Worm with Glasses

Coding • DevOps • Personal

Dec 12, 2017

🔗 Writing Code Like a Mathematical Proof

Spiro Sideris writes:

To write understandable code, always ask the question of who your audience is. What level of experience do they have? What are the prerequisites they should know before reading this function? There are even differences in the semantics between programming languages, so knowing the best practices, and the language coding style, will ensure you are writing readable code for developers in that language.

Writing Code Like a Mathematical Proof

Dec 12, 2017

🔗 Rob Pikes 5 Rules of Programming

Rule 1. You can’t tell where a program is going to spend its time. Bottlenecks occur in surprising places, so don’t try to second guess and put in a speed hack until you’ve proven that’s where the bottleneck is.

Rule 2. Measure. Don’t tune for speed until you’ve measured, and even then don’t unless one part of the code overwhelms the rest.

Rule 3. Fancy algorithms are slow when n is small, and n is usually small. Fancy algorithms have big constants. Until you know that n is frequently going to be big, don’t get fancy. (Even if n does get big, use Rule 2 first.)

Rule 4. Fancy algorithms are buggier than simple ones, and they’re much harder to implement. Use simple algorithms as well as simple data structures.

Rule 5. Data dominates. If you’ve chosen the right data structures and organized things well, the algorithms will almost always be self-evident. Data structures, not algorithms, are central to programming.

Rob Pikes 5 Rules of Programming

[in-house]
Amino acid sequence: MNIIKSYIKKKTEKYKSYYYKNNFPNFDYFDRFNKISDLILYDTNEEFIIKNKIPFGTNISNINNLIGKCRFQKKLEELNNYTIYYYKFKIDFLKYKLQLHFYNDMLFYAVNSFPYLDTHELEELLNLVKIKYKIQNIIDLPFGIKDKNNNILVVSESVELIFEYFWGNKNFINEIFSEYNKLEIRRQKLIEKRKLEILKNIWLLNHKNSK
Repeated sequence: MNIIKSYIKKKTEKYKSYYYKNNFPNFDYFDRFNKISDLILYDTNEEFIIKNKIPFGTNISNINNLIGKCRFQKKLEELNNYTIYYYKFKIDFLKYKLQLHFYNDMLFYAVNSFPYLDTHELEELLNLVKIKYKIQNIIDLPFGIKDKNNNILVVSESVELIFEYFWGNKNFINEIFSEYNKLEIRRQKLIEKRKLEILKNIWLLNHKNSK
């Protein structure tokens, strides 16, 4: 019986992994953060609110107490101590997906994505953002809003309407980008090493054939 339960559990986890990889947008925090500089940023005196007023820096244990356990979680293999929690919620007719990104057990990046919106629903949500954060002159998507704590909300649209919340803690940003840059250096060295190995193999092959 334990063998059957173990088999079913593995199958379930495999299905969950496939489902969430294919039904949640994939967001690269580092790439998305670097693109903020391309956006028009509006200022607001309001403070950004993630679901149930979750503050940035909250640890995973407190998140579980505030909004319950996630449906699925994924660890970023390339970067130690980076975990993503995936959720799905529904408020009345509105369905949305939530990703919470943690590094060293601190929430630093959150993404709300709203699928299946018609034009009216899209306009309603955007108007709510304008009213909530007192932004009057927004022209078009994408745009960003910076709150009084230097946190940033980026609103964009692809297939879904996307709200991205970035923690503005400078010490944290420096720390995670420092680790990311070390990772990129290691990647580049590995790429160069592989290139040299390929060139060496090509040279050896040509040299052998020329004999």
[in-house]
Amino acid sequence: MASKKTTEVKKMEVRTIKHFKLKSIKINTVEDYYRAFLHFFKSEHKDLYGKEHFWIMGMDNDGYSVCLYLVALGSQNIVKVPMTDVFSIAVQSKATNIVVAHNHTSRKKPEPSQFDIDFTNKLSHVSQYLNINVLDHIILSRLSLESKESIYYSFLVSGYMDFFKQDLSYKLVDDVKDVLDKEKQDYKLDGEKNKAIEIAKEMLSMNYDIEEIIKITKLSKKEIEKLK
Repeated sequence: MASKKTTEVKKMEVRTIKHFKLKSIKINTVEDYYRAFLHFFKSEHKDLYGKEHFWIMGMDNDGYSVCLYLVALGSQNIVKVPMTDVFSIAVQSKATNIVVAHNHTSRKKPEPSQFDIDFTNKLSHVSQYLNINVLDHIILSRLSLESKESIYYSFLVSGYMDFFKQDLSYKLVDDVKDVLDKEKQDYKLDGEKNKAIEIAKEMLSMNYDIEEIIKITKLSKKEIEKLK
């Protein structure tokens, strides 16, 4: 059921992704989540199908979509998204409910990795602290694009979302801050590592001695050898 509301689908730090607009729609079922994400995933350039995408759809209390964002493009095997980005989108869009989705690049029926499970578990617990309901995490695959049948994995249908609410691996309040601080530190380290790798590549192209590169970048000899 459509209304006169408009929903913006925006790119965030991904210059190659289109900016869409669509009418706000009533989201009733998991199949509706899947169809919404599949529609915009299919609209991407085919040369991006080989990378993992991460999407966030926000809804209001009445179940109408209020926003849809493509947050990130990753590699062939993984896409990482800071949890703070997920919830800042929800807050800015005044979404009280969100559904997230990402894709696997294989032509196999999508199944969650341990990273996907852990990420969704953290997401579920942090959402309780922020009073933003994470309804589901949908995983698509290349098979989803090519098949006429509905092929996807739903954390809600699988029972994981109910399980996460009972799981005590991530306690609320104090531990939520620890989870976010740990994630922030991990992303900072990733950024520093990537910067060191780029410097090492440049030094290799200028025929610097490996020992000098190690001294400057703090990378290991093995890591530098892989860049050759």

Nov 10, 2017

🔗 Coding Principles Every Engineer Should Know

Sam Schillace writes:

I was talking with the engineering team at Box about what I’ve learned along this journey, and what came out of that conversation were my personal engineering principals. These aren’t rules or engineering guidelines. They’re simply the principles that I pay attention to when I write and operate code.

These include:

  • Be paranoid.
  • Don’t lie to the computer.
  • Keep it simple.
  • First rule of optimizing: don’t.
  • Don’t just fix the bug; fix all possibility of it ever happening again.
  • Question assumptions constantly.
  • Think long term. Slow down, it goes faster.
  • Care about your code.
  • Cheap, fast, right — pick two.
  • Conclusion: Be curious. Learn as much as you can, all the time.
Coding Principles Every Engineer Should Know

Nov 10, 2017

🔗 Feature Toggles are one of the worst kinds of Technical Debt

Jim Bird writes:

Using run-time flags like this isn’t a new idea, certainly not invented at Flickr or Facebook. Using flags and conditional statements to offer different experiences to different users or to turn on code incrementally is something that many people have been practicing for a long time. And doing this in mainline code to avoid branching is in many ways a step back to the way that people built software 20+ years ago when we didn’t have reliable and easy to use code management systems.

Feature Toggles are one of the worst kinds of Technical Debt

Nov 6, 2017

🔗 12 Ways To Instill Your Kid With An Entrepreneurial Mindset

  1. Never say: “Do as I say, don’t do as I do”
  2. Create An Environment Of Play
  3. Manage What They Consume
  4. Interrupt Negative Self-Talk
  5. Actively Remind them to be Grateful
  6. Make Rigid Routine Days Mandatory
  7. Encouraging Curiosity and Asking Questions
  8. Encourage Independence From Diaper Years
  9. Never Teach Them Ugly Ideas About Money
  10. Let Them Have A J.O.B.
  11. Answer Their Questions With A Question
  12. Pour On The Hugs and Kisses
12 Ways To Instill Your Kid With An Entrepreneurial Mindset
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